Lawyer and scholar Vinay Sitapati says the 'Get Modi' strategy largely missed the efforts to prosecute people evidently guilty of violence and murders in the Gujarat riots in favour of 'a narrow quest to stop one man from becoming prime minister.'
Rediff.com's Arthur J Pais reports from New York.
Vinay Sitapati, a lawyer and Princeton University doctoral student, last week contributed an article to The Indian Express that argued that the obsession with Narendra Modi has led to the weakening of efforts to prosecute the culprits of the 2002 Gujarat riots against whom evidence exists.
"There is no evidence that Modi ordered the killings," Sitapati told Rediff.com, discussing his study of the charges and court decisions.
"There is no real evidence he ordered the police officials to stand by when the mobs went on killing the Muslims. Remember, Modi had taken over the government just then, and the officials were not appointed by him. Besides, he could not have been that stupid," Sitaapati added.
"The only man who claims he heard this is suspended police officer Sanjiv Bhatt, who began speaking out against Modi nearly nine years after the killings. Now, here is this man whose wife contested an election on a Congress ticket against Modi. And this is a man whose lone testimony has been contested by the several officers who were actually at the meeting that evening," Sitapati said.
The anti-Modi campaigners should have focused on the prosecution of hundreds of people who killed and destroyed property, walking freely, Sitapati added.
"The injustice against Muslims continues in Gujarat, especially in Ahmedabad, where they find it difficult to buy a house in an area dominated by Hindus," Sitapati pointed out.
Sitapati, who has law degrees from the National Law School in Bengaluru and Harvard, has also worked as a journalist in India.
His interest in the Gujarat riots led him to visit the state many times, as recently as three weeks ago. Apart from writing the analytical stories for newspapers, he said, his field work is part of his PhD program. He will write a book based on his investigations.
"My dissertation investigates a foundational puzzle in law and politics: When are court judgments complied with?" he said.
"In India, the courts lack institutional autonomy, popular legitimacy, and enforcement powers. Logically, they should not have an impact. Yet, in practice, there seem to be circumstances in which courts have an independent impact on society."
He is investigating those circumstances when judgments are complied with, especially following the Supreme Court's intervention in Gujarat.
Since police and court action against the culprits was poor, the Supreme Court stepped in with a variety of measures to ensure fair trials. Has this intervention worked? And if so, why?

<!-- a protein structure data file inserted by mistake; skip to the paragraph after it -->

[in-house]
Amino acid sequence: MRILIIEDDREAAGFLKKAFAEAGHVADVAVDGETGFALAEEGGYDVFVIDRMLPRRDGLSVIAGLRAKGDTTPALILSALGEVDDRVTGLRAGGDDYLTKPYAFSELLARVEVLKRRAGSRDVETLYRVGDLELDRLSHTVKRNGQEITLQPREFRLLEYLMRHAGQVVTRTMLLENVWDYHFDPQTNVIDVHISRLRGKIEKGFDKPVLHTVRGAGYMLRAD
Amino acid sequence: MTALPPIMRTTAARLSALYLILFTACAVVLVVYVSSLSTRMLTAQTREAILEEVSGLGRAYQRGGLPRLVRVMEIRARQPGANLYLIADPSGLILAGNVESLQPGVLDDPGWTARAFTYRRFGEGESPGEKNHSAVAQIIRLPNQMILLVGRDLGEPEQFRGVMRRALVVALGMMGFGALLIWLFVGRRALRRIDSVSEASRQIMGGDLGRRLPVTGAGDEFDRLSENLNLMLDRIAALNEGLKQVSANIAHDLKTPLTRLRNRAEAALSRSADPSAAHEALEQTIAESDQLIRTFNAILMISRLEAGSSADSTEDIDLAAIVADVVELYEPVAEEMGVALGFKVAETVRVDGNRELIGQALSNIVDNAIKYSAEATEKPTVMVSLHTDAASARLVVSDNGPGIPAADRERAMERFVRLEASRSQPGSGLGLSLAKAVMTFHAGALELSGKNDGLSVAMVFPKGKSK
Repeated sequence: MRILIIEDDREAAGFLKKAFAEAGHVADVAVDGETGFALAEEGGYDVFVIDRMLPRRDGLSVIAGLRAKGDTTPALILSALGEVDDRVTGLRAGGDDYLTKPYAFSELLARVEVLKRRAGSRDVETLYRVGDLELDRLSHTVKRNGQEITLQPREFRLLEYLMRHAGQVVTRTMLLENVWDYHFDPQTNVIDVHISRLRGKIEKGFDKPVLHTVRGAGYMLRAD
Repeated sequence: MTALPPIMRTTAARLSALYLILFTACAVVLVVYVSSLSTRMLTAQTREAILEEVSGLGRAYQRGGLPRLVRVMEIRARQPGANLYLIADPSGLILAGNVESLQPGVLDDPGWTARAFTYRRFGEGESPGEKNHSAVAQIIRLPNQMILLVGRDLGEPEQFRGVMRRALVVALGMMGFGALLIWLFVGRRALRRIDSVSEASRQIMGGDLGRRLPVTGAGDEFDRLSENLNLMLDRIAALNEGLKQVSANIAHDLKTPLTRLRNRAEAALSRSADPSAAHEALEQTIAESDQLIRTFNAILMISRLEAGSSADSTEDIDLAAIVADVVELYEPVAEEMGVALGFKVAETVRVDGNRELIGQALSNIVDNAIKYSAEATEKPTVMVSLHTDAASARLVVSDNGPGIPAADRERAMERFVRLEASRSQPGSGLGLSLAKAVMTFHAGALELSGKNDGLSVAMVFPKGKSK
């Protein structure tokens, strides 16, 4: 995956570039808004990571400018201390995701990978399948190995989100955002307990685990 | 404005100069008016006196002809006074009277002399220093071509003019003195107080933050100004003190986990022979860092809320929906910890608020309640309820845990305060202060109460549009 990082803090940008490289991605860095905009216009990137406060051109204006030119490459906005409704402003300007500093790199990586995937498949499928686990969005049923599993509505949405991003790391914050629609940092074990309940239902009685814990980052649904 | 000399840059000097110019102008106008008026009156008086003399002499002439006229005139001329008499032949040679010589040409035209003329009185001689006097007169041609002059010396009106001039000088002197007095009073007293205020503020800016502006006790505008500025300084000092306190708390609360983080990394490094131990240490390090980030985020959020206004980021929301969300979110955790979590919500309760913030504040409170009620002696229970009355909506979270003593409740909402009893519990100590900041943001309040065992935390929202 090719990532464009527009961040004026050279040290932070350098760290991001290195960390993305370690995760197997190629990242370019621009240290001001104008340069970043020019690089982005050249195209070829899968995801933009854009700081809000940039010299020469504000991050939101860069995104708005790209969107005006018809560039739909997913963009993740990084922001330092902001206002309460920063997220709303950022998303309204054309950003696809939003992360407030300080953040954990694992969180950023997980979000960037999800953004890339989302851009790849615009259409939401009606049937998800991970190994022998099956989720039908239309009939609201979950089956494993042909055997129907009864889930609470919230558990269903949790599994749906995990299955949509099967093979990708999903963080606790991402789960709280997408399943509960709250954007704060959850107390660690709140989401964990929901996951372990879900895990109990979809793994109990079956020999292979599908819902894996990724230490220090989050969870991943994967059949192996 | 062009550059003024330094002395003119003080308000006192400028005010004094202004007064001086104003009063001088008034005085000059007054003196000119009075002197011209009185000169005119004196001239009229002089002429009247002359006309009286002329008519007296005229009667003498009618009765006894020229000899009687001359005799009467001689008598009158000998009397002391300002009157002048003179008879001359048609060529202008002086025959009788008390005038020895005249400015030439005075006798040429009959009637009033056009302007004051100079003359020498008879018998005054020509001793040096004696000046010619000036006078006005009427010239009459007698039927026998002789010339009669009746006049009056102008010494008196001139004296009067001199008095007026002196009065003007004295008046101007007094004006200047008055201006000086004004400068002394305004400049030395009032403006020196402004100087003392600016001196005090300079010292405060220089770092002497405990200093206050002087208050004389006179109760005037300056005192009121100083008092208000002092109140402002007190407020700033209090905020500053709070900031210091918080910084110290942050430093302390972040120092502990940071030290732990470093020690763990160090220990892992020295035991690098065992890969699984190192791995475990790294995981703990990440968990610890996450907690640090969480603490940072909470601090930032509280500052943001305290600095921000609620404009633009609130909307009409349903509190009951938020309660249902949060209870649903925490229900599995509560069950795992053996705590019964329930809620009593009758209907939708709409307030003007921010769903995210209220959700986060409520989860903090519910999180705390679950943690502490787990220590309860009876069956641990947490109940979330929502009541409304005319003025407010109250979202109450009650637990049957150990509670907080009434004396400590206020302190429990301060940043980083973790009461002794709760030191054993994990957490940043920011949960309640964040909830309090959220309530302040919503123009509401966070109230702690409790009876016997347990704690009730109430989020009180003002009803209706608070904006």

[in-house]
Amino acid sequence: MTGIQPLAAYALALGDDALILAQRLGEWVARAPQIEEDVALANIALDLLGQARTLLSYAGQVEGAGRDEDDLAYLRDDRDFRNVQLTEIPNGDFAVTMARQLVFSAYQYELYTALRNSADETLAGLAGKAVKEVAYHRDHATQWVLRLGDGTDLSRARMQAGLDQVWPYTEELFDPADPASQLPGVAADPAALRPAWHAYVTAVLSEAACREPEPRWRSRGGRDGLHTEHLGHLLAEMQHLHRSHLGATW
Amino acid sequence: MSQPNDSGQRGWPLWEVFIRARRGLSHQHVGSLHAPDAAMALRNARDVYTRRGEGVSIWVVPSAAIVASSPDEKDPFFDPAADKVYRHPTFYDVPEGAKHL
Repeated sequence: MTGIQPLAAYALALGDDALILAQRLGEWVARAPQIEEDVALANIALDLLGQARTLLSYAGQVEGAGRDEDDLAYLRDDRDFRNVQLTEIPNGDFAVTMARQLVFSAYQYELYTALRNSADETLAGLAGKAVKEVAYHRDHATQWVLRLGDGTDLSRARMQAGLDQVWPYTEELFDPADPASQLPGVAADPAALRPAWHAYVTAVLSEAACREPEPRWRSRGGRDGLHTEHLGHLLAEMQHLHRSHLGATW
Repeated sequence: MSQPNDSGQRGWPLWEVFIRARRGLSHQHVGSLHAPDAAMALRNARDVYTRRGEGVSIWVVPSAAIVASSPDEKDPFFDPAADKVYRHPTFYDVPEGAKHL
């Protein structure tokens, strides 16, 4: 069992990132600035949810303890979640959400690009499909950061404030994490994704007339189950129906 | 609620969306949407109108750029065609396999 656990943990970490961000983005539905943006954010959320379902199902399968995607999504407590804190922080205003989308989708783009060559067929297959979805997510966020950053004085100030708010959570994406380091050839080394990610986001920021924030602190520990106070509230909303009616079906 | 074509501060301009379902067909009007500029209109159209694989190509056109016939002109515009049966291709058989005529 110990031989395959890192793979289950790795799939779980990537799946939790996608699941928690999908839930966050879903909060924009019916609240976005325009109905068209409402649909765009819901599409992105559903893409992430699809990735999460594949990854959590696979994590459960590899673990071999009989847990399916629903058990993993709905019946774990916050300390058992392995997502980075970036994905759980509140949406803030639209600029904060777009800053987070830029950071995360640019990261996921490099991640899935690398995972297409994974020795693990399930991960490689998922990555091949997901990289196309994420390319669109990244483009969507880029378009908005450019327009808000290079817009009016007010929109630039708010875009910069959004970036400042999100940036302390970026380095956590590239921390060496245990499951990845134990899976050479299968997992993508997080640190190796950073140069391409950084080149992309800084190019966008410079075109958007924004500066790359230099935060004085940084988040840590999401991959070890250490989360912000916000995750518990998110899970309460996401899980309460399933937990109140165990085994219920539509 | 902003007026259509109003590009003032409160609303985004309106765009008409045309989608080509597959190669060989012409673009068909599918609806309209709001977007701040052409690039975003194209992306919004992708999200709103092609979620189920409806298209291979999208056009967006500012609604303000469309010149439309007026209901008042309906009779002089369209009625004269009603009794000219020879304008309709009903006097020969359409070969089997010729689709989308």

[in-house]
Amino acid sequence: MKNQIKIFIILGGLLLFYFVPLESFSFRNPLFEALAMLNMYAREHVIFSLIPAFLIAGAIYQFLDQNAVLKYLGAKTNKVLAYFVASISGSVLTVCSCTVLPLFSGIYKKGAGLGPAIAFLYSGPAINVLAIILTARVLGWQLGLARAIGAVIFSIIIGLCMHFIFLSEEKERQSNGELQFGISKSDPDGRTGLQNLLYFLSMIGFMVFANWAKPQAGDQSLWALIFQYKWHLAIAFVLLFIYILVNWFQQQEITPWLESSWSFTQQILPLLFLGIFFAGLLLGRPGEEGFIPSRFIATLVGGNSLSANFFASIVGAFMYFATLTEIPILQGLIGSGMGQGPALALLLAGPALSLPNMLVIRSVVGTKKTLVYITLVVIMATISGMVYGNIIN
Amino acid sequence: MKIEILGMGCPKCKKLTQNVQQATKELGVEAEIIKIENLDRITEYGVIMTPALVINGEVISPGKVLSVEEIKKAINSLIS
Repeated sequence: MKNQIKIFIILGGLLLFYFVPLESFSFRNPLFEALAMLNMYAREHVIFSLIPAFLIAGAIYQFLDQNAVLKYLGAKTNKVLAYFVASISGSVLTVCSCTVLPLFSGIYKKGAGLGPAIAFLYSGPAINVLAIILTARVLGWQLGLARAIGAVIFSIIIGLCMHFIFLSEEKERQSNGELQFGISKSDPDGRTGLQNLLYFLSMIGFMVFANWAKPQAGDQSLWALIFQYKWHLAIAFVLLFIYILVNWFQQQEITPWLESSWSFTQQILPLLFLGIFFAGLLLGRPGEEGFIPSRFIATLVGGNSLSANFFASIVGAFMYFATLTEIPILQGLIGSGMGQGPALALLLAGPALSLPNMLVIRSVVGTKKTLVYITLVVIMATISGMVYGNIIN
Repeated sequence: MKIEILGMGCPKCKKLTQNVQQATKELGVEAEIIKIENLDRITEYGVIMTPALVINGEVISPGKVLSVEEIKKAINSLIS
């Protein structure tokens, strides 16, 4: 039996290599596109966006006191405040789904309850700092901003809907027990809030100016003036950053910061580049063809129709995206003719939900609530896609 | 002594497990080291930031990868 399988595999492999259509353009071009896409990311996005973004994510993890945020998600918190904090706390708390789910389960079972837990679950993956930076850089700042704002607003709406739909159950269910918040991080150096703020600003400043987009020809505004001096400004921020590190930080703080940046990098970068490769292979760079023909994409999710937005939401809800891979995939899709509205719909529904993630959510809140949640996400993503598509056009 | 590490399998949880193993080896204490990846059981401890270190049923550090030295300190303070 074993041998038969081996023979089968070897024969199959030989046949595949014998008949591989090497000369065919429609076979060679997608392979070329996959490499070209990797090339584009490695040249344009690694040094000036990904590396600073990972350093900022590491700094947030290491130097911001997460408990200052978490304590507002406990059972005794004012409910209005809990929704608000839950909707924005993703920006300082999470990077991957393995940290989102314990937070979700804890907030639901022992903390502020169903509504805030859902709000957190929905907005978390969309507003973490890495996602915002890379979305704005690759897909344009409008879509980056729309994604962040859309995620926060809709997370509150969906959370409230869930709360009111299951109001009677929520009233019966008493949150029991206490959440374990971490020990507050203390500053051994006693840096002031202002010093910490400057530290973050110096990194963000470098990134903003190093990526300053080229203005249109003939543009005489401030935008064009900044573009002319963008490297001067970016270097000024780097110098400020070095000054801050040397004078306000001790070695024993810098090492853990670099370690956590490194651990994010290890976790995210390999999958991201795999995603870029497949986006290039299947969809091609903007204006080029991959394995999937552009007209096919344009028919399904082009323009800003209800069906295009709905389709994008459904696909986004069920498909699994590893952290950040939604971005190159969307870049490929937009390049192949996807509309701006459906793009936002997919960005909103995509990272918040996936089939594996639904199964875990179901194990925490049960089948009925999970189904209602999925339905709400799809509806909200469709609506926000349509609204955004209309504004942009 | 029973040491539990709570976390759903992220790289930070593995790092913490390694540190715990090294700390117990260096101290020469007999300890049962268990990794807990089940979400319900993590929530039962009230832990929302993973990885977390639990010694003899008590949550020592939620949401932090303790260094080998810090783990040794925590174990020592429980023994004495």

"We must also look at the administrative side of justice," Sitapati added, "and what the officials do with the court orders."
His study 'also measures various ways in which court judgments have indirect effects, such as on precedent, the litigants themselves, public opinion and subsequent government policy,' he notes in the preface for his PhD work.
"When I worked as a journalist in India for The Indian Express group," he said, "my editors nudged me towards asking the question, 'What happens to the judgment after it has been given?' Soon I knew I would not be interested in reporting merely on the text of a judgment."
Not seeking the intervention of the courts and officials when evidence exists of criminality is also part of his study, and his many trips to Gujarat are meant to do it.
"I was in Mehsana district not long ago and met a former policeman who witnessed the killings of other Muslims in his village by a Hindu mob," Sitapati said.
"When I asked him where the culprits lived, he got up from his chair in his walled compound, pointed to the rooftops visible beyond, and said, 'They are there'. He said he saw some of the killers every day walking around freely."
"It is a tragedy that the conviction rate in the riot cases pursued by the Modi state government is just 5 percent. But when the investigation, prosecution and witness protection was taken away from the Gujarat government by the Supreme Court and even moved to the neighbouring state, I estimate that the conviction rate is 39 percent, based on official statistics given to me by the officials," he added.
"The convicts you've heard of -- Gujarat minister Maya Kodnani, Babu Bajrangi -- have not been convicted by the Gujarat government, but by a legal process designed to keep the Modi government out of every stage of the trial."
"That is the real scandal of Gujarat: A party whose members killed, whose government allowed it, and whose police and prosecutors are now asleep at the wheel."
Sitapati cautioned that the 'Get Modi' strategy largely missed the efforts to prosecute people evidently guilty of violence and murders in favour of "a narrow quest to stop one man from becoming prime minister."
They may now have to live with the futility of that quest, he added.
Image: Vinay Sitapati, left, interviews a witness to the 2002 Gujarat riots, in Ahmedabad, January 2012.